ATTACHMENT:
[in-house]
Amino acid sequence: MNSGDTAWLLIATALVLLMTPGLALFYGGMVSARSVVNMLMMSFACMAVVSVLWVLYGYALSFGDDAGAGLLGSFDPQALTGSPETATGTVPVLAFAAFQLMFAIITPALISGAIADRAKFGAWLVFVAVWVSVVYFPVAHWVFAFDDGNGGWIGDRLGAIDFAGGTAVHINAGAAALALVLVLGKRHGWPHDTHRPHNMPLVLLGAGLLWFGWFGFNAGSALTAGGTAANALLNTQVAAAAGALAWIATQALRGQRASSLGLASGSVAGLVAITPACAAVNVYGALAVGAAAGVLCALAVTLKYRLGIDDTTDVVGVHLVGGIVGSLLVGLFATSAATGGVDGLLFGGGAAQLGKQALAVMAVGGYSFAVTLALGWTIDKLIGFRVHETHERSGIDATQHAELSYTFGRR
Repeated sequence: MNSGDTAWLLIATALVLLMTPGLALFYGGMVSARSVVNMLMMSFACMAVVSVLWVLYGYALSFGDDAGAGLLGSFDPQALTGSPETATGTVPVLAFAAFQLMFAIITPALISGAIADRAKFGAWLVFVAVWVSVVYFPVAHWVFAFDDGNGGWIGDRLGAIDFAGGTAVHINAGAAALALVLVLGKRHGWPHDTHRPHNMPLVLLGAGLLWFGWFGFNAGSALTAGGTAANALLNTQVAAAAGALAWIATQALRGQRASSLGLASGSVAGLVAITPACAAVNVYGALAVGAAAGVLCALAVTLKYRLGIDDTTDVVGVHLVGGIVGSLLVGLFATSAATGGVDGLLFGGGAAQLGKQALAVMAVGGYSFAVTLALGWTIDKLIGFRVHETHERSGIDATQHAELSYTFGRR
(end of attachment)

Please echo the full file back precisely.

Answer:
[in-house]
Amino acid sequence: MNSGDTAWLLIATALVLLMTPGLALFYGGMVSARSVVNMLMMSFACMAVVSVLWVLYGYALSFGDDAGAGLLGSFDPQALTGSPETATGTVPVLAFAAFQLMFAIITPALISGAIADRAKFGAWLVFVAVWVSVVYFPVAHWVFAFDDGNGGWIGDRLGAIDFAGGTAVHINAGAAALALVLVLGKRHGWPHDTHRPHNMPLVLLGAGLLWFGWFGFNAGSALTAGGTAANALLNTQVAAAAGALAWIATQALRGQRASSLGLASGSVAGLVAITPACAAVNVYGALAVGAAAGVLCALAVTLKYRLGIDDTTDVVGVHLVGGIVGSLLVGLFATSAATGGVDGLLFGGGAAQLGKQALAVMAVGGYSFAVTLALGWTIDKLIGFRVHETHERSGIDATQHAELSYTFGRR
Repeated sequence: MNSGDTAWLLIATALVLLMTPGLALFYGGMVSARSVVNMLMMSFACMAVVSVLWVLYGYALSFGDDAGAGLLGSFDPQALTGSPETATGTVPVLAFAAFQLMFAIITPALISGAIADRAKFGAWLVFVAVWVSVVYFPVAHWVFAFDDGNGGWIGDRLGAIDFAGGTAVHINAGAAALALVLVLGKRHGWPHDTHRPHNMPLVLLGAGLLWFGWFGFNAGSALTAGGTAANALLNTQVAAAAGALAWIATQALRGQRASSLGLASGSVAGLVAITPACAAVNVYGALAVGAAAGVLCALAVTLKYRLGIDDTTDVVGVHLVGGIVGSLLVGLFATSAATGGVDGLLFGGGAAQLGKQALAVMAVGGYSFAVTLALGWTIDKLIGFRVHETHERSGIDATQHAELSYTFGRR